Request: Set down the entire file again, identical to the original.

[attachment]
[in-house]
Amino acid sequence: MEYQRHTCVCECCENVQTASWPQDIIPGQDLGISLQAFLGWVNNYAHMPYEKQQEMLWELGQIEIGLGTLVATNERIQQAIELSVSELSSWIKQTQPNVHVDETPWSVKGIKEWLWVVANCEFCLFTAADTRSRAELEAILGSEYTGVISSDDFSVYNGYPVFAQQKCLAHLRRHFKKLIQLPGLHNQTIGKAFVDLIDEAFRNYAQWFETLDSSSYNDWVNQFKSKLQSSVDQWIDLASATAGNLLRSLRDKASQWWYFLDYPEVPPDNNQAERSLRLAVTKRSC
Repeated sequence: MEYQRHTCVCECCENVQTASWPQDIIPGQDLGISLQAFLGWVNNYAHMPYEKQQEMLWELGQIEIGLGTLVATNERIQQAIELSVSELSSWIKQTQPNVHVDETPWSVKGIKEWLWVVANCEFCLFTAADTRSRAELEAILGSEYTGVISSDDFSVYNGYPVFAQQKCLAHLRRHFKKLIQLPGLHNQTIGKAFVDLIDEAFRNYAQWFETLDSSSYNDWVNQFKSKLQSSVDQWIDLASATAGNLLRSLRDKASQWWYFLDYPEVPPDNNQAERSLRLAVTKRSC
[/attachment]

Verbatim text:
[in-house]
Amino acid sequence: MEYQRHTCVCECCENVQTASWPQDIIPGQDLGISLQAFLGWVNNYAHMPYEKQQEMLWELGQIEIGLGTLVATNERIQQAIELSVSELSSWIKQTQPNVHVDETPWSVKGIKEWLWVVANCEFCLFTAADTRSRAELEAILGSEYTGVISSDDFSVYNGYPVFAQQKCLAHLRRHFKKLIQLPGLHNQTIGKAFVDLIDEAFRNYAQWFETLDSSSYNDWVNQFKSKLQSSVDQWIDLASATAGNLLRSLRDKASQWWYFLDYPEVPPDNNQAERSLRLAVTKRSC
Repeated sequence: MEYQRHTCVCECCENVQTASWPQDIIPGQDLGISLQAFLGWVNNYAHMPYEKQQEMLWELGQIEIGLGTLVATNERIQQAIELSVSELSSWIKQTQPNVHVDETPWSVKGIKEWLWVVANCEFCLFTAADTRSRAELEAILGSEYTGVISSDDFSVYNGYPVFAQQKCLAHLRRHFKKLIQLPGLHNQTIGKAFVDLIDEAFRNYAQWFETLDSSSYNDWVNQFKSKLQSSVDQWIDLASATAGNLLRSLRDKASQWWYFLDYPEVPPDNNQAERSLRLAVTKRSC